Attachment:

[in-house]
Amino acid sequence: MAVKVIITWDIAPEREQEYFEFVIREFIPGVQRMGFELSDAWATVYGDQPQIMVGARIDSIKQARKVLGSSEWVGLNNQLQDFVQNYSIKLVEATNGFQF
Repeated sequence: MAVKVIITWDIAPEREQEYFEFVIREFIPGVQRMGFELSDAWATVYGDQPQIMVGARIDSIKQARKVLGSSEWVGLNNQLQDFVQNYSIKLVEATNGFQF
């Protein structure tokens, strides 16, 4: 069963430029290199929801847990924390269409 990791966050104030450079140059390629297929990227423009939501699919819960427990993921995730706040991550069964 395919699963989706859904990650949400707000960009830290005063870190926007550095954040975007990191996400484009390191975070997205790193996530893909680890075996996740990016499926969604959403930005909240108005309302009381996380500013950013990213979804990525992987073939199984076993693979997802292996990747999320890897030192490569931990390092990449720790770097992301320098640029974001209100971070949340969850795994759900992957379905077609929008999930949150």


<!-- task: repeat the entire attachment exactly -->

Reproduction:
[in-house]
Amino acid sequence: MAVKVIITWDIAPEREQEYFEFVIREFIPGVQRMGFELSDAWATVYGDQPQIMVGARIDSIKQARKVLGSSEWVGLNNQLQDFVQNYSIKLVEATNGFQF
Repeated sequence: MAVKVIITWDIAPEREQEYFEFVIREFIPGVQRMGFELSDAWATVYGDQPQIMVGARIDSIKQARKVLGSSEWVGLNNQLQDFVQNYSIKLVEATNGFQF
């Protein structure tokens, strides 16, 4: 069963430029290199929801847990924390269409 990791966050104030450079140059390629297929990227423009939501699919819960427990993921995730706040991550069964 395919699963989706859904990650949400707000960009830290005063870190926007550095954040975007990191996400484009390191975070997205790193996530893909680890075996996740990016499926969604959403930005909240108005309302009381996380500013950013990213979804990525992987073939199984076993693979997802292996990747999320890897030192490569931990390092990449720790770097992301320098640029974001209100971070949340969850795994759900992957379905077609929008999930949150």